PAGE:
7 Ideas for Making a Forward Facing
Book Display

Just as your local library displays book covers on tables and sprinkled throughout shelves, parents have adopted this display method to entice their young children to pick up a book and, when they do, to make it easier for them to find specific books visually. Here are seven different ideas for creating such a display in your home:

Start with SPICE RACKS: Don't you love it when the simplest solution is also the cheapest? One of the biggest decor trends we've seen in the past year or two is using spice racks on the wall as small forward-facing bookcases. Lillian of Domestic Simplicity got the ball rolling with her $3.99 Ikea spice racks and we've seen them done beautifully by Louise of Table Tonic (shown above), in Calvin's room, Romane's room, Turner's room, decorated with washi tape, attached to a dresser and a homemade version.

Start with PICTURE LEDGES: Reader Hiski wrote in to share her idea for displaying books - hanging multiple picture ledges. It's an especially good idea for small rooms since it takes up no floor space.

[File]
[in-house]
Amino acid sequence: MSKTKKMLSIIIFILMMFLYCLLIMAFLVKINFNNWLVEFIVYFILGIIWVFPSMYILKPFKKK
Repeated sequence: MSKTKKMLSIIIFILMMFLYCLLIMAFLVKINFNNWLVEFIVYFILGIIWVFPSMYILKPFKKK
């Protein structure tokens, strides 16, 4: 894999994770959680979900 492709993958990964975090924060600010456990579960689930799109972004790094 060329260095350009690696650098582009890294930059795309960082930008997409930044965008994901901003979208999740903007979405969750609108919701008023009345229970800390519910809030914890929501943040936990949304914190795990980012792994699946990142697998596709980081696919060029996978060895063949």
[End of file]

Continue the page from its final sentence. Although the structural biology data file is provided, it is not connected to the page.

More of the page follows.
Start with a HUTCH: Beckie of Infarrantly Creative had an old hutch and re-envisioned it as a book case. She added dowel rods to the front to hold the books in place.

Start with FABRIC: Forget the wood, Megan created a hanging book sling out of fabric and curtain rods.

Start with a STANDARD BOOKCASE: This parent took a regular bookcase (the IKEA Billy) and added wood moulding to keep the books from falling out.

Start with RAIN GUTTERS: Inspired by this idea used in a classroom setting, reader Beth used rain gutters to hold books in her daughter's bedroom.

Start with LUMBER: This one is a total DIY. Reader Julie built this simple book display shelf from lumber and then painted it red

(Images: 1. Table Tonic 2. reader Hiski 3. Beckie/Infarrantly Creative4. reader Megan 5. via Ikea Hackers 6. reader Beth7. reader Julie)

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Family, Shelving

As Apartment Therapy's Family Editor, Carrie covers design and modern homelife with children. A lapsed librarian, she lives in Brooklyn with her husband and two kids and is in contention to break the record for most hours spent at the playground.

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